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Books about diabetes matter to the CWD community. Books provide the information and the tool sets we need to make pump adjustments, healthy recipes, and decisions about our medical care. Books show us people with diabetes as the heroes, the scientists, the teachers, the athletes, the change-makers, and these narratives help shape the way we view this health condition.

Here at CWD, we've taken years to cultivate and curate a very special library, filled with stories and science that lift us up and keep us informed. These books are the ones we keep on our staff bookshelves and recommend to our friends. These are the stories we trust to keep us moving forward. Check out our CWD library, peruse the bookshelves, and please reach out if you have a dog-eared diabetes favorite that you'd like us to include.

Featured Book

The-Sugarless-Plum-A-Ballerinas-Triumph-Over-Diabetes
The Sugarless Plum: A Ballerina’s Triumph Over Diabetes

Zippora Karz

It started as the perfect story. Zippora Karz was a member of the famed New York City Ballet by the age of eighteen. By twenty she was starring as the Sugar Plum Fairy in The Nutcracker, dancing roles created by Jerome Robbins, and traveling the world. It was the stuff dreams are made of until, at age twenty-one, Karz was diagnosed with diabetes. Balancing ballet and her blood sugar would be a long and difficult struggle for Karz. In The Sugarless Plum, Karz shares her journey from denial, shame and miseducation about her illness to how she led an active, balanced and satisfying life as an insulin-dependent diabetic and soloist with one of the world’s most famous ballet companies. The Sugarless Plum takes readers deep into the heart and soul of a young dancer, and is a remarkable testament to determination and perseverance.

As a graceful young ballerina and in the prime of her career, Zippora Karz was stunned when a doctor informed her she had diabetes. It was 1987 and Zippora was 21 years old, so her first doctors assumed she had type 2 and advised her on blood sugar monitoring and diet. No tests were done to check and see what type of diabetes she had. Unsure what to do and feeling ill much of the time, Zippora went to live with her grandmother who fed her a unique diet including fruits, nuts and vegetables, no processed sugars. This diet eventually led to lower blood sugars so Zippora felt better and returned to New York to dance. After struggling with high blood sugars, she found a new doctor who surmised that Zippora had type 1 and needed to take insulin. It took many months for Zippora to learn how to balance insulin, food and dancing and, like most people with type 1, had many ups and downs. Finally, six years after her diagnosis, Zippora was made a soloist, the pinnacle of her career. She continued to dance until 1999. Ms. Karz has been a ballet teacher and diabetes advocate since her retirement.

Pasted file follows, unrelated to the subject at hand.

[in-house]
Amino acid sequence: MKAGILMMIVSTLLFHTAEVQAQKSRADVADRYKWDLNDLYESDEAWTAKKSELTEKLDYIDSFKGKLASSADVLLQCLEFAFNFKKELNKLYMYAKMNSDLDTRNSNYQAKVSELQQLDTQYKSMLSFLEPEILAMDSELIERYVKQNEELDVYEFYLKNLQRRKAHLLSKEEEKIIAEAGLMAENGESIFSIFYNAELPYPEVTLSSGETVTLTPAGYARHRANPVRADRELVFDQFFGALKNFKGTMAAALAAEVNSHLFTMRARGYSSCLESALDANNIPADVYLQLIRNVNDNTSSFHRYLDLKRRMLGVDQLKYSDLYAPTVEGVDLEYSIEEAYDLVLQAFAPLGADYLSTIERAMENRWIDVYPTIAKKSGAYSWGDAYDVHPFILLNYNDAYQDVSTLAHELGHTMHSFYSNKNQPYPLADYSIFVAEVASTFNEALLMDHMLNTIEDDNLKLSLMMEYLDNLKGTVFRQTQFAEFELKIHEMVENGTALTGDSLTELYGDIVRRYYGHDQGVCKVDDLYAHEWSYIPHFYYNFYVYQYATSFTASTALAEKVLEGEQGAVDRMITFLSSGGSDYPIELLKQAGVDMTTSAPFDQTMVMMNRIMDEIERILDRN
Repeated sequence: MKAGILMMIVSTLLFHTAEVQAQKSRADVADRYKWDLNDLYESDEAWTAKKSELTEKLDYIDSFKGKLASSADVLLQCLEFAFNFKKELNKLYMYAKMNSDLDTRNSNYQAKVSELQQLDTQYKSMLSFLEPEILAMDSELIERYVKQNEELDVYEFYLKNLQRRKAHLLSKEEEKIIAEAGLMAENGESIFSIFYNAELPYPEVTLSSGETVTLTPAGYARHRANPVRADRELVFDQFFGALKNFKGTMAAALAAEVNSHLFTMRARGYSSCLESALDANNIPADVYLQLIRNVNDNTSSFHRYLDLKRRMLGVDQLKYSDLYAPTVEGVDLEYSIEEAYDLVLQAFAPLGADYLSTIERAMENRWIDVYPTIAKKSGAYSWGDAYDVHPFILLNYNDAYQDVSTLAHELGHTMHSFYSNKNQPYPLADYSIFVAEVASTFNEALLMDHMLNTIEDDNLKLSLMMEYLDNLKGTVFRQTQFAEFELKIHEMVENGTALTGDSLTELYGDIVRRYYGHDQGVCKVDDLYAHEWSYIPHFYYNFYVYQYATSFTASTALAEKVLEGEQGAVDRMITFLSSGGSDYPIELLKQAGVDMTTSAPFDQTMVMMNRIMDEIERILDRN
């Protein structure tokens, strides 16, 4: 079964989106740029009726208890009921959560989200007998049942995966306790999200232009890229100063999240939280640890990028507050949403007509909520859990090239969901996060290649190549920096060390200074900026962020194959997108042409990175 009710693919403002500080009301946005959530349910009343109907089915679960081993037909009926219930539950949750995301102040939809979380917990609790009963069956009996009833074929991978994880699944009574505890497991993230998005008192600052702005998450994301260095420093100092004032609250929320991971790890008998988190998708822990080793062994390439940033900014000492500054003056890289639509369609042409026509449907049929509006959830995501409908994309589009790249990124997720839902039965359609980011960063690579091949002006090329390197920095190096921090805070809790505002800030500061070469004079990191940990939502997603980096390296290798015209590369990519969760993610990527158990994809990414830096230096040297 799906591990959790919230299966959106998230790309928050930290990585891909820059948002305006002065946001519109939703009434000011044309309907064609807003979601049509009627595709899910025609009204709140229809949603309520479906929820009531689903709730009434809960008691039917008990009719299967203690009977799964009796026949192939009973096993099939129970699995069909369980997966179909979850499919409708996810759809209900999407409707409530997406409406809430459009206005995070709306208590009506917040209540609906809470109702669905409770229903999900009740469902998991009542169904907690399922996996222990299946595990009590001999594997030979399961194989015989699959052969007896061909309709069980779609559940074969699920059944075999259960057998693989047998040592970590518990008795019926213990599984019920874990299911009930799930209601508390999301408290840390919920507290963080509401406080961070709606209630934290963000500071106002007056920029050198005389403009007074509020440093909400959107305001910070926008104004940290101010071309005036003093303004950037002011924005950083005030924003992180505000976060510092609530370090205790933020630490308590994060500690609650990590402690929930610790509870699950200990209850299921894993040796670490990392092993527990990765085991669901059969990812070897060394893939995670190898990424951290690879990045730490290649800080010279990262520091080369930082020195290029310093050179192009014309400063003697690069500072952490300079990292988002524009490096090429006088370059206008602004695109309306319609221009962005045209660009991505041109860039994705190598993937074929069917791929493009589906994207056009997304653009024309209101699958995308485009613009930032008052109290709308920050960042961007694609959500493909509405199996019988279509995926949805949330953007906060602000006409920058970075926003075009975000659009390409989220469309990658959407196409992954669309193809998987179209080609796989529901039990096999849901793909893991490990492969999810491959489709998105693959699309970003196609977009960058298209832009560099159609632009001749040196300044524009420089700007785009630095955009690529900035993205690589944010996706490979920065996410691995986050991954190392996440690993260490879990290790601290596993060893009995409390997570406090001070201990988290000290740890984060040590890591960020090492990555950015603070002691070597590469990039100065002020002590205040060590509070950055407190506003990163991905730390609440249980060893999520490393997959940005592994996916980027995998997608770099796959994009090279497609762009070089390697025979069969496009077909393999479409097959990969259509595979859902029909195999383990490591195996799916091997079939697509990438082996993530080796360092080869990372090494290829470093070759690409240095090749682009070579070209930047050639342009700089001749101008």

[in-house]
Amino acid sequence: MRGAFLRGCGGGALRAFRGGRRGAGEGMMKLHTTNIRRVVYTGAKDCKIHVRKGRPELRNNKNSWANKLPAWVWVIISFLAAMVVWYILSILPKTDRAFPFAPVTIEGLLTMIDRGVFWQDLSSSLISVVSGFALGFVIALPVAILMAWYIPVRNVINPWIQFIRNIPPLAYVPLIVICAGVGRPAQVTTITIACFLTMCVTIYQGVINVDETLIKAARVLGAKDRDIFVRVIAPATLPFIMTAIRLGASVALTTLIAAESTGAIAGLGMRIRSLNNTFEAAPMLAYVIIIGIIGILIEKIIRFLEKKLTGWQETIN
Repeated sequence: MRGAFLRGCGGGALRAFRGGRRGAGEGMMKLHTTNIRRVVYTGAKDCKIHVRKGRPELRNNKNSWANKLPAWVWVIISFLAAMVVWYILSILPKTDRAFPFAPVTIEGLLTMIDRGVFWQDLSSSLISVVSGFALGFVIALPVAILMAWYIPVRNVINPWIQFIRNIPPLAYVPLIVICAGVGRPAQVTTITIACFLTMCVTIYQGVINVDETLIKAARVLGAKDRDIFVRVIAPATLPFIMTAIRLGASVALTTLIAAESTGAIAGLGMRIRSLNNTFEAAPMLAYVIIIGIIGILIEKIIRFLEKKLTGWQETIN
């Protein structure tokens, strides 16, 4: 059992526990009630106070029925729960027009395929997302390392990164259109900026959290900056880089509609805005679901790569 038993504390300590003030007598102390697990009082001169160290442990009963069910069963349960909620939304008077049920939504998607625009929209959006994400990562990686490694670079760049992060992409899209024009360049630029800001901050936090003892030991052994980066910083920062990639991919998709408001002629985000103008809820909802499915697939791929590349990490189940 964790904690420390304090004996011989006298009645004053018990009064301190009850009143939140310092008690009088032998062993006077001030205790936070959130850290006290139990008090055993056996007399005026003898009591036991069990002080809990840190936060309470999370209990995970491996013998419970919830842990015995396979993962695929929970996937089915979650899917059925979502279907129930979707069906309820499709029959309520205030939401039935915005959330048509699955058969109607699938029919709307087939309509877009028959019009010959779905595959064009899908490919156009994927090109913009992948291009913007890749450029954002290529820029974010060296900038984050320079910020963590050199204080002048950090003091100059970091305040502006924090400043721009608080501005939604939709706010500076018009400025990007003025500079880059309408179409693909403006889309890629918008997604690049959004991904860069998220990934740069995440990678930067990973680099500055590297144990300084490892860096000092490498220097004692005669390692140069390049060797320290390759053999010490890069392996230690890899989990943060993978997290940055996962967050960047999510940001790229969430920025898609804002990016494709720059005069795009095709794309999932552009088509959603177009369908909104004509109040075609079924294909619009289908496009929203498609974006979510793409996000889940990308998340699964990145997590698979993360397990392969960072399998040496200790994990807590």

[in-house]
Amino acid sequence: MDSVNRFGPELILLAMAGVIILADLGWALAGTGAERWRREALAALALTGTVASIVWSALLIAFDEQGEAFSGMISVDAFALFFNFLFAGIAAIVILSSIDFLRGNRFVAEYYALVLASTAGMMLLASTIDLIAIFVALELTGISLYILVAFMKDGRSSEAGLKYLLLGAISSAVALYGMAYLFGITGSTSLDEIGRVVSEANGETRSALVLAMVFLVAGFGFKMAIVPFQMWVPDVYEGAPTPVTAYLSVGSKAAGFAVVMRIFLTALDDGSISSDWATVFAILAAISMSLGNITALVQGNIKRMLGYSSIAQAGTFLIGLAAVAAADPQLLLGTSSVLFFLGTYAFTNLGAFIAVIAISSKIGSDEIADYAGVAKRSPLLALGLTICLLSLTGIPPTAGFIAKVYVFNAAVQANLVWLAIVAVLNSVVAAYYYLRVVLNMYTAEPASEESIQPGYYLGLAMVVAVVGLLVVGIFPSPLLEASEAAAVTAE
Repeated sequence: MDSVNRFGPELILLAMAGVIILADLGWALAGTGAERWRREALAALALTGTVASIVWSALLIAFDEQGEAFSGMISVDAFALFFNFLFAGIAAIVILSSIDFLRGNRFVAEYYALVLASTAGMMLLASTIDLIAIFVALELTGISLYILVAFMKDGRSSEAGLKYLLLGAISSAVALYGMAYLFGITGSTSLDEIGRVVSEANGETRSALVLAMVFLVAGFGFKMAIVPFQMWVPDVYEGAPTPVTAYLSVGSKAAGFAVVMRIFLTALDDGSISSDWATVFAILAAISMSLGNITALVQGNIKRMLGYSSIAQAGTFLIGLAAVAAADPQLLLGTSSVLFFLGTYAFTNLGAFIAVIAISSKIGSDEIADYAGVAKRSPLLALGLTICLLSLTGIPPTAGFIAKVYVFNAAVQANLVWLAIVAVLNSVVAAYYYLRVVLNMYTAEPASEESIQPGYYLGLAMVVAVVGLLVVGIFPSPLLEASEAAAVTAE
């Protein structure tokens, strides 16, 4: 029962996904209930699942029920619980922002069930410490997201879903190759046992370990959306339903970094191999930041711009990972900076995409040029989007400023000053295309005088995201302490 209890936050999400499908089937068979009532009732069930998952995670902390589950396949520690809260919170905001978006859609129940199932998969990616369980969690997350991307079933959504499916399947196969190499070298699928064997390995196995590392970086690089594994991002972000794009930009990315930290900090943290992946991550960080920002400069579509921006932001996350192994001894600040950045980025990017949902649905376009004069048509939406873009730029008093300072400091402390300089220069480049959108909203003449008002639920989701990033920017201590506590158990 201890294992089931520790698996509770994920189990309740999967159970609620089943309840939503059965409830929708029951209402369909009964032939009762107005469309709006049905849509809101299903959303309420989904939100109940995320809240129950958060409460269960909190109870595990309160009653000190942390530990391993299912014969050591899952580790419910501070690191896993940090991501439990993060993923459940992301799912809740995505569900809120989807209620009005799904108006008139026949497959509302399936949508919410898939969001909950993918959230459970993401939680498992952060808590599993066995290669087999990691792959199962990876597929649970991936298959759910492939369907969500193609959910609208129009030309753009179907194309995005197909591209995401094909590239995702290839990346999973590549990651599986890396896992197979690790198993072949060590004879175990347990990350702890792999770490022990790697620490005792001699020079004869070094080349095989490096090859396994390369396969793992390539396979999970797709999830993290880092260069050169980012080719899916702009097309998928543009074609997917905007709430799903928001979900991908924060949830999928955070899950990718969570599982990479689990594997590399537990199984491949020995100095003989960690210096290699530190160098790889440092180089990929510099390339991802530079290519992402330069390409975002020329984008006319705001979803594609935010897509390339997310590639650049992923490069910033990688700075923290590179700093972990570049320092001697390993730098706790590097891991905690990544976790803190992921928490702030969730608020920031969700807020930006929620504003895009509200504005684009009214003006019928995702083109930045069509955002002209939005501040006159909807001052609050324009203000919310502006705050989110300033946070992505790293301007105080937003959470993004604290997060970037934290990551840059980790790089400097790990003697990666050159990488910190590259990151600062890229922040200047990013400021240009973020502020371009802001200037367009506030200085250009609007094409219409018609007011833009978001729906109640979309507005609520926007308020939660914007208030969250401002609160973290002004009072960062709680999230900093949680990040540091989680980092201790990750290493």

Warning: There is one reference to a sexual encounter that parents may need to explain (or not want to explain) to younger readers. Thus this book is recommended only for older teens and adults, or for those who have a special interest in dance.

Published by Harlequin. ISBN 0373892039. US$22.95. Hardcover.2009

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Books for Kids and Teens
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Books for Parents and Adults
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Books about Food and Nutrition
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